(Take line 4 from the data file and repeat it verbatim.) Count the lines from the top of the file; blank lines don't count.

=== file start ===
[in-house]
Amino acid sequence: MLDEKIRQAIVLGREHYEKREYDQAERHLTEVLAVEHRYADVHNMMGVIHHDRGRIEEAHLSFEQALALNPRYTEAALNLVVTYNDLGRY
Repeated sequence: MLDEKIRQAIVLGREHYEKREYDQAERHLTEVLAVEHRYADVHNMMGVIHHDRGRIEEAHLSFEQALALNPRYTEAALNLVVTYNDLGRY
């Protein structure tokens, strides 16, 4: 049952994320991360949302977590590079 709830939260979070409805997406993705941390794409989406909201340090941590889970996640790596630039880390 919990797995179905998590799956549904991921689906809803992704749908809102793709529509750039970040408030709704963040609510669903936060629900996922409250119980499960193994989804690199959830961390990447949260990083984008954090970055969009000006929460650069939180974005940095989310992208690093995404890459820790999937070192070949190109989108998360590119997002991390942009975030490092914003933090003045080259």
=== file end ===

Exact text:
């Protein structure tokens, strides 16, 4: 049952994320991360949302977590590079 709830939260979070409805997406993705941390794409989406909201340090941590889970996640790596630039880390 919990797995179905998590799956549904991921689906809803992704749908809102793709529509750039970040408030709704963040609510669903936060629900996922409250119980499960193994989804690199959830961390990447949260990083984008954090970055969009000006929460650069939180974005940095989310992208690093995404890459820790999937070192070949190109989108998360590119997002991390942009975030490092914003933090003045080259």